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Paddy Power chief warns on proposed 2% Irish betting tax

Patrick Kennedy, the chief executive of the online and land betting group Paddy Power, used this week’s agm to criticise the cash-strapped Irish government's plans to double betting tax to 2%, warning that such a move could create job losses and the possible flight of operations to greener pastures.

Kennedy claimed that the tax, which is used to fund prize money for horse and greyhound racing, would create major problems for bookies, and pointed out that the previous government had already extended the 1% land betting tax to online operations.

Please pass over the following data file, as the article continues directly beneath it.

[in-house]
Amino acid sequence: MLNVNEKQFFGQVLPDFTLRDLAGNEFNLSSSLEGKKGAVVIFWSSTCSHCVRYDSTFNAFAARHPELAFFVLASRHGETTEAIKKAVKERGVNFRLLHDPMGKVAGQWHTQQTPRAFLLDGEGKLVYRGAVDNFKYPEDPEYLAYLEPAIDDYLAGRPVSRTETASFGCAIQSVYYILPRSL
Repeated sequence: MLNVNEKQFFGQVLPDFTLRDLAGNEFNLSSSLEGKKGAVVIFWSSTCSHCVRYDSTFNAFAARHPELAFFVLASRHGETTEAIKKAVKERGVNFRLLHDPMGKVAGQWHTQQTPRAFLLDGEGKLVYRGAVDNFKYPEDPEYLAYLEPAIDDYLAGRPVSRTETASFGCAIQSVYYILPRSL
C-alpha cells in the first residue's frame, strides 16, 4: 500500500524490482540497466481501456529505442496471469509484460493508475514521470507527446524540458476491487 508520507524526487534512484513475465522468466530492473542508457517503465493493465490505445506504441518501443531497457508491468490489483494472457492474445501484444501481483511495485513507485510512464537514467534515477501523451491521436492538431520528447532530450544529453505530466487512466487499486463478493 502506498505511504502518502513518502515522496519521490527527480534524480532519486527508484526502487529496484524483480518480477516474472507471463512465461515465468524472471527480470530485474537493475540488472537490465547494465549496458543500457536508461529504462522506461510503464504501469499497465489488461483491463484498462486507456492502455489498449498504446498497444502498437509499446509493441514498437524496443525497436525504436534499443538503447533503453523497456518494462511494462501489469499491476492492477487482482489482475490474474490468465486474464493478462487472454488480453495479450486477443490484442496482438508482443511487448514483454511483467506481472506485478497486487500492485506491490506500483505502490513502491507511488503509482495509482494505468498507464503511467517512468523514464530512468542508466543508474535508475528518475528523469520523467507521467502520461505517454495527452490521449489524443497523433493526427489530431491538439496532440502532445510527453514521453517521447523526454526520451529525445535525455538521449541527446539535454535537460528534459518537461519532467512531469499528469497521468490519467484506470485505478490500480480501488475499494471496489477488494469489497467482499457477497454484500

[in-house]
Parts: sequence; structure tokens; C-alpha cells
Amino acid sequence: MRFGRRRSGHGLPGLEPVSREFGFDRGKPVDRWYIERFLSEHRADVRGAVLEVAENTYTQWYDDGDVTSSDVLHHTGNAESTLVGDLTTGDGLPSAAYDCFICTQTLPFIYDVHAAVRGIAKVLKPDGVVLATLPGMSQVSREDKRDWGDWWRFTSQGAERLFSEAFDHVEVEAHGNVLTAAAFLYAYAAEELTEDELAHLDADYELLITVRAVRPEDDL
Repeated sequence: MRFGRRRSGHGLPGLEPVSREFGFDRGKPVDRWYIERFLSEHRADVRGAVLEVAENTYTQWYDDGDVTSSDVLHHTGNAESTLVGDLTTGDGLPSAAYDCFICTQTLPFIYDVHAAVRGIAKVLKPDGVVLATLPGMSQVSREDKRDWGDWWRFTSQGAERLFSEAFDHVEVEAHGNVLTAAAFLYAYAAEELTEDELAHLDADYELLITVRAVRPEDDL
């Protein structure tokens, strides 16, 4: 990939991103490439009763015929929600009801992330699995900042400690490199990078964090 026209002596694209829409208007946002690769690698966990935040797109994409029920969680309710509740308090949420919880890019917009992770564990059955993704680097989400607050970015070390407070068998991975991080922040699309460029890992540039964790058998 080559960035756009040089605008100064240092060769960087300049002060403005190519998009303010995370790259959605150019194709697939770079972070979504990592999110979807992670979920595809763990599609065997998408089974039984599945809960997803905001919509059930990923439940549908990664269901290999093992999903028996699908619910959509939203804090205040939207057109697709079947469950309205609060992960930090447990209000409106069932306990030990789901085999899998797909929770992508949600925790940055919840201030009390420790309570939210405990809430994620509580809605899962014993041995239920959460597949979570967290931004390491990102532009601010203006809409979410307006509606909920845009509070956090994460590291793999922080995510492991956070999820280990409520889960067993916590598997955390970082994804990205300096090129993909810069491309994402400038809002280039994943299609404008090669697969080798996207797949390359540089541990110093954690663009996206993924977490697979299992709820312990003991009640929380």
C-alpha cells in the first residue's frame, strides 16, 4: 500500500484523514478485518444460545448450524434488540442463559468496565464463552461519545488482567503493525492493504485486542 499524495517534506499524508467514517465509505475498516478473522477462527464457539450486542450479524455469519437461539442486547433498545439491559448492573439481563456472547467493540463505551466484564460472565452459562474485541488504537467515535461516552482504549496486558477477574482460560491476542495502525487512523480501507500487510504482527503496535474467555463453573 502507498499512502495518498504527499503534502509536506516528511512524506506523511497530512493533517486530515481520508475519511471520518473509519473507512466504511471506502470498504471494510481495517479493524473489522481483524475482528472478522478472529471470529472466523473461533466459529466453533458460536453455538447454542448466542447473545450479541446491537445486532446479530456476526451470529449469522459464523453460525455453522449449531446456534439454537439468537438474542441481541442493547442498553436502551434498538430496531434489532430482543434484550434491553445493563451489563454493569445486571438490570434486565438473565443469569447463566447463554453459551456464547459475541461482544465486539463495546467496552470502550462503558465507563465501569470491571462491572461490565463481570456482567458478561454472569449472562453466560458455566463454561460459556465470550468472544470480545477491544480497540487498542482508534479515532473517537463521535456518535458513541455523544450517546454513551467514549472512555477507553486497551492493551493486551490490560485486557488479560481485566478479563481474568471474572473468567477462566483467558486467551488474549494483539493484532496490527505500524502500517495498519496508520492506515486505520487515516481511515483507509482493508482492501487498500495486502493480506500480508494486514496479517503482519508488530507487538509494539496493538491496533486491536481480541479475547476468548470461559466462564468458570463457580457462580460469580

"Almost 90% of the bets we take online and on the telephone have nothing to do with Irish racing," Kennedy asserted. "It's akin to levying Google to fund the Dublin Airport Authority because they use Dublin Airport on a frequent basis."

Government appears to be seeking to use betting taxes on internet gambling to avert disaster in the racing industry, which claims that the Horse and Greyhound Racing Fund has been reduced to €57 million this year from €76 million in 2008.

Kennedy was also critical of how effective enforcement could be, saying: "Eight of the top 10 internet operators marketing their services in Ireland are not based in Ireland. They're in Malta, Gibraltar, Vanuatu and Jersey, and our issue is that overseas operators simply won't pay."

He said that Paddy Power operated in a highly competitive field, but that the company was prepared to pay tax, but only if it is levied in a fair and equitable manner on "a level playing field."

Source: InfoPowa News

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